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Basilica of St Denis

The tomb of Francis I of France and Claude de France

Francis I, king of France from 1515 to 1547, and his first wife Claude de France. First king of the Valois-Angoulême dynasty.

The tomb of Francis I, his wife Claude de France and three of their children was built in 1558, around ten years after the king’s death. This two-storey funeral monument in white and black marble was designed by Philibert Delorme. It was inspired by the triumphal arch of Septimius Severus in Rome.

Inside the tomb, the royal couple are depicted life-size with striking realism. Francis I of France was almost two metres tall. On the upper tier, the kneeling sovereigns are accompanied by three of their children. They express hope in the Resurrection but also the family character of the mausoleum.

The bas-relief, a tribute to François I 's victory at Marignan

The desire of Henry II, the son of the deceased king and the one who commissioned the tomb, was to ensure the memory of the knight-king and chief of the armed forces by offering praise for the famous F, where he was victorious at the age of 20. What is striking is the supreme documentary precision in the bas-relief tracing the 1515 battle, which took place near Milan. It details several episodes: the preparations, the crossing of the Alps and the confrontation of the two armies. At the head of the French army and German mercenaries, Francis I as a knight on horseback, recognizable by the monogram F on the saddle of his horse, at his side Baillard the knight facing a coalition made up of Italians, the pope’s troops and Swiss forces.

Francis I of France : Detail of bas-relief

Bas-relief picturing the Battle of 1515. The detail represents Francis I of France as Knight, is recognizable by its monogram F inscribed on the saddle of its horse. This section is located on the front of the monument. P. Lemaître © CMN.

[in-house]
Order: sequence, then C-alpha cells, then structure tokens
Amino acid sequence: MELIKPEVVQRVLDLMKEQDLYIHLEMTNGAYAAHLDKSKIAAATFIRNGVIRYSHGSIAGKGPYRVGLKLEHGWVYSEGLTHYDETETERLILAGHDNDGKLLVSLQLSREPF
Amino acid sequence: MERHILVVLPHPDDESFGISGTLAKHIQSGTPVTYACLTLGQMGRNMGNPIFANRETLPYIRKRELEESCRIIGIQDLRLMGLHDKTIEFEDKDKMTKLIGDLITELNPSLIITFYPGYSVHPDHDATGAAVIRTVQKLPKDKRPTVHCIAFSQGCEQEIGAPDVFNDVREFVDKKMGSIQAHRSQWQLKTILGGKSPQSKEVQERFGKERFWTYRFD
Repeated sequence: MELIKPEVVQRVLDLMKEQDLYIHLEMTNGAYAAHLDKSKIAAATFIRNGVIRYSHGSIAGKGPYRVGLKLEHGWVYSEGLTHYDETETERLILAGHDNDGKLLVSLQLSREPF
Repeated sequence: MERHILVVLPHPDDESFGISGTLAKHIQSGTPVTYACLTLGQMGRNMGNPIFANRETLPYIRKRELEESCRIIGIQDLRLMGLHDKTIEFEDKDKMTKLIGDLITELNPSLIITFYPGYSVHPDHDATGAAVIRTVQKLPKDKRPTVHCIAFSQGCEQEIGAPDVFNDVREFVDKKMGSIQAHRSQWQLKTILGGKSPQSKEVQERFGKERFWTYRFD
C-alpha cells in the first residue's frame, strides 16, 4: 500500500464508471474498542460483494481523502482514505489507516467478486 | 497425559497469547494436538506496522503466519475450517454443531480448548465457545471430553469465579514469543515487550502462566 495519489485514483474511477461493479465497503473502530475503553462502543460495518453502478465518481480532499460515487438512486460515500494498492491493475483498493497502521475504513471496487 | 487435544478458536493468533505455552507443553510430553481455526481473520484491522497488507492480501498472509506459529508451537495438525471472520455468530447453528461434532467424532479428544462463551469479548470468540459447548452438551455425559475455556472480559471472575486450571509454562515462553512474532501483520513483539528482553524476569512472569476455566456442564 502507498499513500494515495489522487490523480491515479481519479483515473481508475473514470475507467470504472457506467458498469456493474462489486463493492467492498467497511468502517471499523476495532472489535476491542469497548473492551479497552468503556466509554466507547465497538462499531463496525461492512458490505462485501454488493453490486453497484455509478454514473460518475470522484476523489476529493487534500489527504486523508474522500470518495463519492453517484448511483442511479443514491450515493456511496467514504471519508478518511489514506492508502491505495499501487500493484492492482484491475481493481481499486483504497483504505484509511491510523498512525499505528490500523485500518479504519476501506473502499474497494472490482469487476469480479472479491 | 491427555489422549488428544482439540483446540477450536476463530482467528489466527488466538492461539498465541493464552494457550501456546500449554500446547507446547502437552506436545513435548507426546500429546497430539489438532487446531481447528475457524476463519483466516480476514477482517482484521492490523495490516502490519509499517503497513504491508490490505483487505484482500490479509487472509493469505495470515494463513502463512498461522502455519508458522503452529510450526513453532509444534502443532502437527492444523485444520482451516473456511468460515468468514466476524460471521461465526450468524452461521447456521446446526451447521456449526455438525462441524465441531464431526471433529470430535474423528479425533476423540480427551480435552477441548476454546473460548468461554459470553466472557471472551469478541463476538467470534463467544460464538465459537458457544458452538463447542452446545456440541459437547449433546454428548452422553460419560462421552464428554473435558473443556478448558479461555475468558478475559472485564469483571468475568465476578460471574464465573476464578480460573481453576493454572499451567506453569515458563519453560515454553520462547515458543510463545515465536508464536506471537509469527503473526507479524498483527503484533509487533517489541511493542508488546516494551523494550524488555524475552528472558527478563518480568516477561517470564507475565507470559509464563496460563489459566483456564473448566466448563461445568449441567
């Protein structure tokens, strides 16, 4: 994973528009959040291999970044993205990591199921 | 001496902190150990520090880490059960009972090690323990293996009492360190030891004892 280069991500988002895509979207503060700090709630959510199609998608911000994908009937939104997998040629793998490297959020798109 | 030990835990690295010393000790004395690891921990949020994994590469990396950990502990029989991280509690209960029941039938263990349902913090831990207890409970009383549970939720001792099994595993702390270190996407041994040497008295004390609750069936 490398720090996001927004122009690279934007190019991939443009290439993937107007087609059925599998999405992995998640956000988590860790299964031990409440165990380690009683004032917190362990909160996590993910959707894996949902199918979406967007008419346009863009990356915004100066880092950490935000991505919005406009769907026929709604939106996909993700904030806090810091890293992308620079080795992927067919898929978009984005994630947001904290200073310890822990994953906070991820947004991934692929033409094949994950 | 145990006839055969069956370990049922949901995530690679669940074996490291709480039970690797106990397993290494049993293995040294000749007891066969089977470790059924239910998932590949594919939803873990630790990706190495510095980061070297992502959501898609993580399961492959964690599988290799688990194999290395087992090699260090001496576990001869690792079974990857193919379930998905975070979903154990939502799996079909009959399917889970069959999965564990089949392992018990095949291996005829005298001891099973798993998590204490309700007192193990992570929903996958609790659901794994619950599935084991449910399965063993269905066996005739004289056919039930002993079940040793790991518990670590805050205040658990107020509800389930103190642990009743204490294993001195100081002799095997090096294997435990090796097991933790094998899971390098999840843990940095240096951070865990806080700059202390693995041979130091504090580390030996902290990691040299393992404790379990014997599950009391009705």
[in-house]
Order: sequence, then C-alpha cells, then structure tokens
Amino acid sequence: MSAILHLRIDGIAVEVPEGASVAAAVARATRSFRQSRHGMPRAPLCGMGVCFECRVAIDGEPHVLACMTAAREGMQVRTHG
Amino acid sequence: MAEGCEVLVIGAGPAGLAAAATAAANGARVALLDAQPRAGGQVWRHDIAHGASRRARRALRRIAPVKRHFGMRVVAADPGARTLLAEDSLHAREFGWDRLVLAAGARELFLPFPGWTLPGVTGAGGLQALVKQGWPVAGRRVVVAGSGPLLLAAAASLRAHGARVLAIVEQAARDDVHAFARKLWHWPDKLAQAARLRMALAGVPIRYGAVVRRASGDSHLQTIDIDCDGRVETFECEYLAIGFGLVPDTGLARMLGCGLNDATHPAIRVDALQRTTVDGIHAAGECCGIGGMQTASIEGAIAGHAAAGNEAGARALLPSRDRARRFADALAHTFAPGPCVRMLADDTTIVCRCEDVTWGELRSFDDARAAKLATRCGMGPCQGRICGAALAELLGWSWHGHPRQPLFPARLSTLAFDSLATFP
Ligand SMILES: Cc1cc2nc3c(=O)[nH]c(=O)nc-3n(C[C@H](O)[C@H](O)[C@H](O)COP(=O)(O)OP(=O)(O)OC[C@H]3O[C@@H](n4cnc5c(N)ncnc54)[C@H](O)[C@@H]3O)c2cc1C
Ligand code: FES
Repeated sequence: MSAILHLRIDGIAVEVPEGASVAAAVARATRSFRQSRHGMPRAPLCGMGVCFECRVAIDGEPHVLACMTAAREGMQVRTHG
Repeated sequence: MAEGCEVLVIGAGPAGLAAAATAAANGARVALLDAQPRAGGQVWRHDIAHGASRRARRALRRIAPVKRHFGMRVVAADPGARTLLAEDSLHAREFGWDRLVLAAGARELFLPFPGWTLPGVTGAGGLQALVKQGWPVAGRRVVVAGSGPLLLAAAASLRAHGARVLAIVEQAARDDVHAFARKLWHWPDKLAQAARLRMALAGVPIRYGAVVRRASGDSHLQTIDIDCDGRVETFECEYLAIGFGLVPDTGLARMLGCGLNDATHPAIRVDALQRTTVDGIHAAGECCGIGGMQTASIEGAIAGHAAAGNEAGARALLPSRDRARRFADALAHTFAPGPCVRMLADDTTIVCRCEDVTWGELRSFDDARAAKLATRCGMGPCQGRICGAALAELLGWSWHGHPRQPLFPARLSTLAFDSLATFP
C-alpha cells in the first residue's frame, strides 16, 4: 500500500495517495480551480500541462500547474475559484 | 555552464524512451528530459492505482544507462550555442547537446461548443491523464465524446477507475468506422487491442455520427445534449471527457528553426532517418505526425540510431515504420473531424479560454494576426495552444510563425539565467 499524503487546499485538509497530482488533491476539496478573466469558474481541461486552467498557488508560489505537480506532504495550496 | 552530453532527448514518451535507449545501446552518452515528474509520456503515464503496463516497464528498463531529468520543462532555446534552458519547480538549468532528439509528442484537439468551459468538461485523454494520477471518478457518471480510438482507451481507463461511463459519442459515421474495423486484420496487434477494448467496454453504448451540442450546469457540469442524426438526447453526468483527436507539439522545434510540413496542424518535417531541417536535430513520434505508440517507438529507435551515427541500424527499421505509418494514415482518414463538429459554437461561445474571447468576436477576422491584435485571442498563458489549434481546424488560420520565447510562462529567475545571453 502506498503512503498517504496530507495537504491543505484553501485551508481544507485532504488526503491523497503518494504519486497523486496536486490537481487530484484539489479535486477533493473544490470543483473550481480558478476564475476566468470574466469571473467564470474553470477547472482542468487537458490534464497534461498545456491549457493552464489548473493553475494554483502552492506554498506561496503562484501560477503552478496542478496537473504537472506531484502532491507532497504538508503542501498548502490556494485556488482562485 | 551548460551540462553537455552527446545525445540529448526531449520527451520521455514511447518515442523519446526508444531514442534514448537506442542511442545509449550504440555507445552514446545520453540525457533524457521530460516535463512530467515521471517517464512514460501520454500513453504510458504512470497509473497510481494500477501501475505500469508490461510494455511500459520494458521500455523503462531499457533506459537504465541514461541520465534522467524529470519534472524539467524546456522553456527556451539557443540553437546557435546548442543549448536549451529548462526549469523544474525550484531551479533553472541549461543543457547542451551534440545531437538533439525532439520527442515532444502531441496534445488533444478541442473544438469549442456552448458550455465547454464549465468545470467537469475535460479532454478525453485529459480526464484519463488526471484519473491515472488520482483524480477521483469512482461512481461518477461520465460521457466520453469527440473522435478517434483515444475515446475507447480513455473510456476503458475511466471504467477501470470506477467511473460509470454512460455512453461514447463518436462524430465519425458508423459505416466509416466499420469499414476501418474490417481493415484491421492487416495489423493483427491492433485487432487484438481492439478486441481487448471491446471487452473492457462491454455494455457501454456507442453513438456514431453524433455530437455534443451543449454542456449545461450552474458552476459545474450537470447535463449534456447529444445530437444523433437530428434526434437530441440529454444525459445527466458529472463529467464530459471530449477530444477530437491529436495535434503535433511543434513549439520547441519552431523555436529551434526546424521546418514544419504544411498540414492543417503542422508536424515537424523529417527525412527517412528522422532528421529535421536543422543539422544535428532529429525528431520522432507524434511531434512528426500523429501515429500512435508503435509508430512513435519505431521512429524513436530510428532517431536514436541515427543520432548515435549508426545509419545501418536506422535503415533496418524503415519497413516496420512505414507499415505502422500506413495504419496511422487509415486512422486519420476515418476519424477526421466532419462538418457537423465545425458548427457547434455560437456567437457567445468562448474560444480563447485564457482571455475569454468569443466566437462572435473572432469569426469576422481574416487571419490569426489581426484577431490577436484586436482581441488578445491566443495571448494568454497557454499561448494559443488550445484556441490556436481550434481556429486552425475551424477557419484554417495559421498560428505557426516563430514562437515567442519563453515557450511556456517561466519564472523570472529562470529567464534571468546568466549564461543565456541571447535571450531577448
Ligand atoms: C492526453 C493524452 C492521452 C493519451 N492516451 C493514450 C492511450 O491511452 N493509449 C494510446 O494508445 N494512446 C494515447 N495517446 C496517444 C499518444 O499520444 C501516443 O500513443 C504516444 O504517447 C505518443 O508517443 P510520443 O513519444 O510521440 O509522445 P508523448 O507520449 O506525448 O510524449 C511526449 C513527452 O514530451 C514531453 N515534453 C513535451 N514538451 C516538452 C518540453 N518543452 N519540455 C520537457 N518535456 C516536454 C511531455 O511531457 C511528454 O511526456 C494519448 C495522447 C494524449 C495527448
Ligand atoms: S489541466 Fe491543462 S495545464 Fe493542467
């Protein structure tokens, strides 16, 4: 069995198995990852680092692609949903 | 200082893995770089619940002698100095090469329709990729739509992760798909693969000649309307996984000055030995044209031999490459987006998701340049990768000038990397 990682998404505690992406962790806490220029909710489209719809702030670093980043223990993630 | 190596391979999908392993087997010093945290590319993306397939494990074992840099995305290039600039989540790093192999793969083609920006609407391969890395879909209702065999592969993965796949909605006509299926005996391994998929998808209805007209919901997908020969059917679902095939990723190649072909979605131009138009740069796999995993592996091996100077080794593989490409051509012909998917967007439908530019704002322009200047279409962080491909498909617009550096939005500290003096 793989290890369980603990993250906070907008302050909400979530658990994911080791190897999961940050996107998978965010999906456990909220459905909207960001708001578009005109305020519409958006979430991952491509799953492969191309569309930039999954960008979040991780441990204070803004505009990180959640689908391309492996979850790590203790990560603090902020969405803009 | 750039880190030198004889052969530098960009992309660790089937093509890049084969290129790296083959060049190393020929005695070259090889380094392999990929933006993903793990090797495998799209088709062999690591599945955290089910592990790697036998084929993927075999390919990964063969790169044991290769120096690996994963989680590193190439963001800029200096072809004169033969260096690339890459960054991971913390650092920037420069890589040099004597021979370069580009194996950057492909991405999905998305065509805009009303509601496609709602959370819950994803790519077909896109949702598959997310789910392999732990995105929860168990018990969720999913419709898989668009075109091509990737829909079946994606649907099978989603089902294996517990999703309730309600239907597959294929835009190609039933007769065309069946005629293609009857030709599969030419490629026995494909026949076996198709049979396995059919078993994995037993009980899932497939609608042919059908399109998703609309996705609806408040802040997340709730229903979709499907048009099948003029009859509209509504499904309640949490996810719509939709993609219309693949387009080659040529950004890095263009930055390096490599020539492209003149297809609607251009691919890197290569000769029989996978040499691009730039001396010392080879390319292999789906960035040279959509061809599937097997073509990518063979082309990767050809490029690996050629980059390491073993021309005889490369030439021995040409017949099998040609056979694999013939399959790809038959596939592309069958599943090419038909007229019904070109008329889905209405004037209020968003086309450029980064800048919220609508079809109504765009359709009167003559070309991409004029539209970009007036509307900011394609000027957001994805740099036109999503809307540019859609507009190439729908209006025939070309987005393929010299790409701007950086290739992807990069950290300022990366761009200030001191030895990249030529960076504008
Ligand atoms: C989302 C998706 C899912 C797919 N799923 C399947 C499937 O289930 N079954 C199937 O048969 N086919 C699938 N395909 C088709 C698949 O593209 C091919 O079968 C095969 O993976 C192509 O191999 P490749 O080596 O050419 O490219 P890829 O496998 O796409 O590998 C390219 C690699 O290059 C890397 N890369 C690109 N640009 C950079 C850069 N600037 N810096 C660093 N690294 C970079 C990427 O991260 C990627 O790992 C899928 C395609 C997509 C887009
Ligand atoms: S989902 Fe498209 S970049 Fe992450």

The urn

Urn by Pierre Bontemps (1556) P. Lemaître © CMNThe king’s heart and entrails were interred in the abbey at Hautes-Bruyères near Rambouillet, The practice of evisceration was to survive until the XVIth century, continuing the ancient practice of placing heart and entrails in funerary urns.

The urn carved by Pierre Bontemps, which is now to be found in the Basilica, celebrates Francis I of France as a patron and protector of the arts. The cartouches forming the decoration depicts Architecture, Geometry, Sculpture and Painting. Also to be found is the king’s emblem, the salamander, a symbol of courage and eternity.

In addition to François I and Claude de France, other Valois-Angoulême recumbents can be seen in the cathedral basilica of Saint-Denis:

François I's heart urn

François I's heart urn - CDT93

Statues above the tomb of François 1er, his wife and 3 children - CDT93
Statues above the tomb of François 1er, his wife and 3 children - CDT93

Tomb of François 1st and Claude de France, King and Queen of France - CDT93
Tomb of François 1st and Claude de France, King and Queen of France - CDT93

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